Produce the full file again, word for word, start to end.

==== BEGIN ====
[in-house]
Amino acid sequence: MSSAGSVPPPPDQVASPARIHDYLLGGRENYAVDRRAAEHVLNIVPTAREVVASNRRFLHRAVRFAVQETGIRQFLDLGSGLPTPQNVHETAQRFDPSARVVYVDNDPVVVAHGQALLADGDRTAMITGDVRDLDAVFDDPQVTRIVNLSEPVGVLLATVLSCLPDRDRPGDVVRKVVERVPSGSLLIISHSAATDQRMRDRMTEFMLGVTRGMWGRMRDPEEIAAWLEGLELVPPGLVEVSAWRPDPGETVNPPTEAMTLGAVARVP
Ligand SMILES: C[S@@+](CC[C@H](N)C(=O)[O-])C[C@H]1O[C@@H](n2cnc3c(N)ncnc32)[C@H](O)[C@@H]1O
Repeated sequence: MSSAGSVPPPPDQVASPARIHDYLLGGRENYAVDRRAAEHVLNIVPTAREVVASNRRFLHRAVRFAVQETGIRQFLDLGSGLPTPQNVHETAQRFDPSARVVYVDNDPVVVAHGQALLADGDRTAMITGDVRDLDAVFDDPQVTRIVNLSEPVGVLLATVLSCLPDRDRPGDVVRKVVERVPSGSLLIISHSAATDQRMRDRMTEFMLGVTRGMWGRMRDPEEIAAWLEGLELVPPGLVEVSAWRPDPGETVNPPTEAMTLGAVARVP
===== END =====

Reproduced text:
[in-house]
Amino acid sequence: MSSAGSVPPPPDQVASPARIHDYLLGGRENYAVDRRAAEHVLNIVPTAREVVASNRRFLHRAVRFAVQETGIRQFLDLGSGLPTPQNVHETAQRFDPSARVVYVDNDPVVVAHGQALLADGDRTAMITGDVRDLDAVFDDPQVTRIVNLSEPVGVLLATVLSCLPDRDRPGDVVRKVVERVPSGSLLIISHSAATDQRMRDRMTEFMLGVTRGMWGRMRDPEEIAAWLEGLELVPPGLVEVSAWRPDPGETVNPPTEAMTLGAVARVP
Ligand SMILES: C[S@@+](CC[C@H](N)C(=O)[O-])C[C@H]1O[C@@H](n2cnc3c(N)ncnc32)[C@H](O)[C@@H]1O
Repeated sequence: MSSAGSVPPPPDQVASPARIHDYLLGGRENYAVDRRAAEHVLNIVPTAREVVASNRRFLHRAVRFAVQETGIRQFLDLGSGLPTPQNVHETAQRFDPSARVVYVDNDPVVVAHGQALLADGDRTAMITGDVRDLDAVFDDPQVTRIVNLSEPVGVLLATVLSCLPDRDRPGDVVRKVVERVPSGSLLIISHSAATDQRMRDRMTEFMLGVTRGMWGRMRDPEEIAAWLEGLELVPPGLVEVSAWRPDPGETVNPPTEAMTLGAVARVP